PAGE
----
Malta. On 2 and 3 April 2022, Pope Francis made his 36th apostolic journey to the island of Malta, in the footsteps of St. Paul, welcomed in 60 AD “with rare humanity” by the inhabitants, following the shipwreck while on his way to Rome.

At the center of the routes that connect Europe, Africa, and the Middle East, Malta is a meeting place between heterogeneous cultures, defined by the Pope as the heart of the Mediterranean. But not only for the position. The intertwining of historical events and the meeting of populations have made these islands a center of vitality and culture, spirituality and beauty for millennia, a crossroads that has been able to welcome and harmonize influences from many parts.”

The long-awaited visit of the Holy Father drew the entire population as a sign of comfort and hope to renew the spirit of welcome, generosity, and that ‘rare humanity’ shown to those who land on these islands.

The Daughters of Mary Help of Christians, present in the archipelago of Malta with two communities of the Southern Province of Our Lady of Good Counsel (IMR), in Sliema and Gozo, participated in various moments of the visit. The Gozo Community was present at the National Shrine of Ta ‘Pinu, on 2 April, while the FMA of Sliema, along with some young people, went to welcome him after his arrival and together with the young people and volunteers of the  oratory-youth center experienced some of the other moments momenti of the program.

Here is the testimony of some young people:

“Pope Francis came to Malta to dialogue with all men and women of good will, but also to speak as a Pastor to Christians. In the first Address to the Authorities and the Diplomatic Corps in the ‘Grand Council Chamber’ of the Grand Master’s Palace in Valletta, he made a careful political analysis and experienced a profoundly human encounter with the migrants in Hal-Far. Through both experiences, he offered a vision of social and international justice through political art and humanistic culture, underlining the death of civilization whenever one feels threatened and is indifferent towards the other.

At the Shrine of Ta ‘Pinu and in the Grotto of St. Paul, he instead spoke as a missionary disciple of Christ, as shepherd of the flock, like Peter, the rock on which the Church rests. In his homily at  Floriana, during the Holy Mass,

Pope Francis recalled that in the end, it is not our noble but too human, efforts towards justice that save, but only looking at the mercy of a God who truly forgives.

The Pope exalted the ‘luminosity of the Maltese islands’, that Light we received through the Apostle, whose proclamation transformed our ‘rare gentleness’ into the strength of being not only a civilization that embraces all cultures, but a Church that reconciles all humanity. In his humanity, in his intensity of presence, we see in Pope Francis a man who acts inspired by the Spirit. This is what strikes us every time we see him ‘touch’ the wounds of others.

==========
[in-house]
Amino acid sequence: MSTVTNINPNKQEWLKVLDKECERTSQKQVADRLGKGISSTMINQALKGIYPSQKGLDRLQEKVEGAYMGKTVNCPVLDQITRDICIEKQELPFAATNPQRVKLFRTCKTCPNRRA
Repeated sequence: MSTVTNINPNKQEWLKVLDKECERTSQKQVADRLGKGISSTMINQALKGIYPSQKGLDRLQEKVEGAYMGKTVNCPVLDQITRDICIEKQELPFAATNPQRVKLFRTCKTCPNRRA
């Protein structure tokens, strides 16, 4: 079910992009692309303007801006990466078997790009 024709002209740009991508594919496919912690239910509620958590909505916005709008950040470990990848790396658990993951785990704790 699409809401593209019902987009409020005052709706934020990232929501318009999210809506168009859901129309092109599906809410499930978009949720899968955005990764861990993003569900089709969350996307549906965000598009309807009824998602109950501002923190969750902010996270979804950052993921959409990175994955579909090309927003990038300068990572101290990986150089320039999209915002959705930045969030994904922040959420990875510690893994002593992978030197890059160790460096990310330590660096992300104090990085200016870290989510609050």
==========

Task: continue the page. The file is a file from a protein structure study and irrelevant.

We hope that as the Church of Malta, we can be Light for the world, that this landing place in the Mediterranean that has been entrusted to us to take care of will become a true meeting place, a bridge of north-south-east-west civilization, and a beacon of hope and reconciliation, to bear witness the peace of God. This is our task. This is the grace for which we pray after this apostolic visit”. (Nadia, Pastoral Delegate for the Archdiocese of Malta)

“Seeing how Pope Francis values those we put on the margins of society, whom we tend to exclude, has given me a boost of energy and commitment to those whose voices are ‘submerged’ … metaphorically, but unfortunately sometimes also literally. Ending the visit to Halfar among the migrants who risked their lives to cross from Africa to Europe was particularly significant for me. The Pope gave us a true example of how to look our brothers and sisters in the eye, of how to welcome them into our society and respect their dignity. How can we say to another human being ‘I’m sorry, we’re full?’ It hurts to note that when an immigrant is injured or even dies on a construction site, no one seems to know his name, where he comes from. It makes us reflect on the important message that every human life counts … it’s not just the numbers”. (Marvic)

“For me and for many others, it was a great joy, an important event, especially for young people, to be able to experience the joy of the renewal of our faith, the encouragement to work for the poor. The Pope’s visit was a blessing for Malta after some sad events such as the protests and the Covid-19 pandemic. Furthermore, it gave people the opportunity to feel united as a Country”. (Kathleen)

“Pope Francis’ visit to Malta brought joy to the faithful and, in a certain sense, strengthened our religiosity and spirituality. Seeing the Holy Father was a wonderful and unforgettable experience. Attending the Holy Mass was a great honor. I hope to see him again someday, if God wills”. (Nada)

At the Angelus of 3 April, Pope Francis thanked the Maltese for their welcome, recalling that “faith grows in joy and is strengthened in the gift.” In concluding, he addressed the young people encouraging them not to forget the roots:

“Dear young friends, I share with you the best thing in life. Do you know what it is? It is the joy of spending oneself in love that sets us free. But this joy has a name: Jesus. I wish you the beauty of falling in love with Jesus, who is the God of mercy, we heard it today in the Gospel, who believes in you, dreams with you, loves your lives, and will never disappoint you.  And to always go forward with Jesus also with the family, with the people of God, do not forget the roots. Talk with the older people, talk with your grandparents, talk with the elderly!”.


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